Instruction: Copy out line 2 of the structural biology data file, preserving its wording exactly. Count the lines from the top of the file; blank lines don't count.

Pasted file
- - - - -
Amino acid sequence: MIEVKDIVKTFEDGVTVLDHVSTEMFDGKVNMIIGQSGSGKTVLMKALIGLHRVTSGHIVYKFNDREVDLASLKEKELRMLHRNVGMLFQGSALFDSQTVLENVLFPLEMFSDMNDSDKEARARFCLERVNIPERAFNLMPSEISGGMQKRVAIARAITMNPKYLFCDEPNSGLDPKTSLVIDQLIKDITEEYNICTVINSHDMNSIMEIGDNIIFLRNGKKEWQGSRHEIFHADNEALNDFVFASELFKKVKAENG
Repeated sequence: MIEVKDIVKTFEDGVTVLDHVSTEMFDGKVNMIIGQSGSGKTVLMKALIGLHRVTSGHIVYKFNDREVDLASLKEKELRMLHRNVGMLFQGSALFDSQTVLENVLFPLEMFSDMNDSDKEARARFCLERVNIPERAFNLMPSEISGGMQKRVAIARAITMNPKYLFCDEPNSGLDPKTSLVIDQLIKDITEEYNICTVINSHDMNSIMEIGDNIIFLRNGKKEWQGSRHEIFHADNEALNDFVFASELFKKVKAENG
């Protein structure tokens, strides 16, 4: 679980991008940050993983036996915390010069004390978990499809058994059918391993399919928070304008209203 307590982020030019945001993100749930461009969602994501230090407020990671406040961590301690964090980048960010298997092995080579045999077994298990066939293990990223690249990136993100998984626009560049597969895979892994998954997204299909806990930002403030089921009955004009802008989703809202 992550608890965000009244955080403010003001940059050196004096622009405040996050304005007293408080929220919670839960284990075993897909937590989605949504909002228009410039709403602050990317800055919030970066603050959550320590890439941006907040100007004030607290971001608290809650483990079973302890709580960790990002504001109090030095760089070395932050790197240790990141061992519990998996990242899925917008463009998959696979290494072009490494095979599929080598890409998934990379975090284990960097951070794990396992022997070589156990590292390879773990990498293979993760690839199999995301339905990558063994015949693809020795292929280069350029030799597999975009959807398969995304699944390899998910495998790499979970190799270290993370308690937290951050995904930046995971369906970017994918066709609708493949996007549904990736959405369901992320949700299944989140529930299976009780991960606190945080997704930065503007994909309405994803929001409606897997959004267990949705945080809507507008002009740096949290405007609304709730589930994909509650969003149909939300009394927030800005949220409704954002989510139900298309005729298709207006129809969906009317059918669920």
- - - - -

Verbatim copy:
Repeated sequence: MIEVKDIVKTFEDGVTVLDHVSTEMFDGKVNMIIGQSGSGKTVLMKALIGLHRVTSGHIVYKFNDREVDLASLKEKELRMLHRNVGMLFQGSALFDSQTVLENVLFPLEMFSDMNDSDKEARARFCLERVNIPERAFNLMPSEISGGMQKRVAIARAITMNPKYLFCDEPNSGLDPKTSLVIDQLIKDITEEYNICTVINSHDMNSIMEIGDNIIFLRNGKKEWQGSRHEIFHADNEALNDFVFASELFKKVKAENG